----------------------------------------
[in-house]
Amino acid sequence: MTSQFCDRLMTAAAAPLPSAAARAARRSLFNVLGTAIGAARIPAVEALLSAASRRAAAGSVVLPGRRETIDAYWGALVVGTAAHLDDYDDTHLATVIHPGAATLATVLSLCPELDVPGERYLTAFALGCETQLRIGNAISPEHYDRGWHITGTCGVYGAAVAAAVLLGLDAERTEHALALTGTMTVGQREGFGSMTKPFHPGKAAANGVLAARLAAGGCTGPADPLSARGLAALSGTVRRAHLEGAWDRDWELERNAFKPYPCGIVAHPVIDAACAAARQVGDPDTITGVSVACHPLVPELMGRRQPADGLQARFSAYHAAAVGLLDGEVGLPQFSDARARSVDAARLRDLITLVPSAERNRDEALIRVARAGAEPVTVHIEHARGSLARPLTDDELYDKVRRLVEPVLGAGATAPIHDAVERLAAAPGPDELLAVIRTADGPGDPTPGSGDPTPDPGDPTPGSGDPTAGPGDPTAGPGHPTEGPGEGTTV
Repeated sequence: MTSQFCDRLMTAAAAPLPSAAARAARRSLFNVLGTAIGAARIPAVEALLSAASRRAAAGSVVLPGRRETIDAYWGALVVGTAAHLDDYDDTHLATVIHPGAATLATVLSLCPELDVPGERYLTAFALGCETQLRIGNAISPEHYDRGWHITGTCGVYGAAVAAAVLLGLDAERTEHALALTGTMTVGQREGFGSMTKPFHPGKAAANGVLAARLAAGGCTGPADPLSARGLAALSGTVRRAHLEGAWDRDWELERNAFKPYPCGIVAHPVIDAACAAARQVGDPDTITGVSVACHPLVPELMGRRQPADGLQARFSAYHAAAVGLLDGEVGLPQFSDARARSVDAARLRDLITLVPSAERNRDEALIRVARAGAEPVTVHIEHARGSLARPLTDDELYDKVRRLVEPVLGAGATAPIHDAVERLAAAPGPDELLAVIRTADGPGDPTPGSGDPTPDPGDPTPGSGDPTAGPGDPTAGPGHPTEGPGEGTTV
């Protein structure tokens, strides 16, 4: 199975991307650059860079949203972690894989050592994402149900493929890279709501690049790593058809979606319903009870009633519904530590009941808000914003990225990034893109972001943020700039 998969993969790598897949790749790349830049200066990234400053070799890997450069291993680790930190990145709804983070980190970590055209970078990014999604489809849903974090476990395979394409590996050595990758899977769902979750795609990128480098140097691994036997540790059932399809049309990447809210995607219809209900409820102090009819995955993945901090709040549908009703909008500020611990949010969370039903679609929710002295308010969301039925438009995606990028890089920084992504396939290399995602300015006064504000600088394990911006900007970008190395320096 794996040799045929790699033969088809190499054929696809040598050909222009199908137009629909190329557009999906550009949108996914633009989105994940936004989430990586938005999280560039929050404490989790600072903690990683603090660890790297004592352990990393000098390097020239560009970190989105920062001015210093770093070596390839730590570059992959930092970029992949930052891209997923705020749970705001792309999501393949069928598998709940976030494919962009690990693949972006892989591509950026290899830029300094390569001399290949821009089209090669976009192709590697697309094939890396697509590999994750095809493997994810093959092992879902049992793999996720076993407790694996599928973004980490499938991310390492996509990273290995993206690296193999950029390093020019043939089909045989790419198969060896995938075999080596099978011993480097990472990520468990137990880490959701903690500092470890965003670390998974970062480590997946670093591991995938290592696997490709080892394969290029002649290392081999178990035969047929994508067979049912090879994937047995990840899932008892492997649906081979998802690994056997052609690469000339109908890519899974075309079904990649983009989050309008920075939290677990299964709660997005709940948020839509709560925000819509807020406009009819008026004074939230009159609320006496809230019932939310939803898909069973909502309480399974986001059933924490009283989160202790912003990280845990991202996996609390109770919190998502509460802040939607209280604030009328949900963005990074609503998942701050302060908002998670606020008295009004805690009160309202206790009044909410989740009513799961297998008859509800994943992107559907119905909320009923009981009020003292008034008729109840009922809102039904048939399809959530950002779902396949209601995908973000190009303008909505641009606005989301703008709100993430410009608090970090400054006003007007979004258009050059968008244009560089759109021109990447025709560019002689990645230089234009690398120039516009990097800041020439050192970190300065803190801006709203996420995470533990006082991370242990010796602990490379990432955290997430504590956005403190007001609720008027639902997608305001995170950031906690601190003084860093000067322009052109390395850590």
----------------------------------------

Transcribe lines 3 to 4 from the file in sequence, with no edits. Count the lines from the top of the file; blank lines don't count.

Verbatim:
Repeated sequence: MTSQFCDRLMTAAAAPLPSAAARAARRSLFNVLGTAIGAARIPAVEALLSAASRRAAAGSVVLPGRRETIDAYWGALVVGTAAHLDDYDDTHLATVIHPGAATLATVLSLCPELDVPGERYLTAFALGCETQLRIGNAISPEHYDRGWHITGTCGVYGAAVAAAVLLGLDAERTEHALALTGTMTVGQREGFGSMTKPFHPGKAAANGVLAARLAAGGCTGPADPLSARGLAALSGTVRRAHLEGAWDRDWELERNAFKPYPCGIVAHPVIDAACAAARQVGDPDTITGVSVACHPLVPELMGRRQPADGLQARFSAYHAAAVGLLDGEVGLPQFSDARARSVDAARLRDLITLVPSAERNRDEALIRVARAGAEPVTVHIEHARGSLARPLTDDELYDKVRRLVEPVLGAGATAPIHDAVERLAAAPGPDELLAVIRTADGPGDPTPGSGDPTPDPGDPTPGSGDPTAGPGDPTAGPGHPTEGPGEGTTV
């Protein structure tokens, strides 16, 4: 199975991307650059860079949203972690894989050592994402149900493929890279709501690049790593058809979606319903009870009633519904530590009941808000914003990225990034893109972001943020700039 998969993969790598897949790749790349830049200066990234400053070799890997450069291993680790930190990145709804983070980190970590055209970078990014999604489809849903974090476990395979394409590996050595990758899977769902979750795609990128480098140097691994036997540790059932399809049309990447809210995607219809209900409820102090009819995955993945901090709040549908009703909008500020611990949010969370039903679609929710002295308010969301039925438009995606990028890089920084992504396939290399995602300015006064504000600088394990911006900007970008190395320096 794996040799045929790699033969088809190499054929696809040598050909222009199908137009629909190329557009999906550009949108996914633009989105994940936004989430990586938005999280560039929050404490989790600072903690990683603090660890790297004592352990990393000098390097020239560009970190989105920062001015210093770093070596390839730590570059992959930092970029992949930052891209997923705020749970705001792309999501393949069928598998709940976030494919962009690990693949972006892989591509950026290899830029300094390569001399290949821009089209090669976009192709590697697309094939890396697509590999994750095809493997994810093959092992879902049992793999996720076993407790694996599928973004980490499938991310390492996509990273290995993206690296193999950029390093020019043939089909045989790419198969060896995938075999080596099978011993480097990472990520468990137990880490959701903690500092470890965003670390998974970062480590997946670093591991995938290592696997490709080892394969290029002649290392081999178990035969047929994508067979049912090879994937047995990840899932008892492997649906081979998802690994056997052609690469000339109908890519899974075309079904990649983009989050309008920075939290677990299964709660997005709940948020839509709560925000819509807020406009009819008026004074939230009159609320006496809230019932939310939803898909069973909502309480399974986001059933924490009283989160202790912003990280845990991202996996609390109770919190998502509460802040939607209280604030009328949900963005990074609503998942701050302060908002998670606020008295009004805690009160309202206790009044909410989740009513799961297998008859509800994943992107559907119905909320009923009981009020003292008034008729109840009922809102039904048939399809959530950002779902396949209601995908973000190009303008909505641009606005989301703008709100993430410009608090970090400054006003007007979004258009050059968008244009560089759109021109990447025709560019002689990645230089234009690398120039516009990097800041020439050192970190300065803190801006709203996420995470533990006082991370242990010796602990490379990432955290997430504590956005403190007001609720008027639902997608305001995170950031906690601190003084860093000067322009052109390395850590």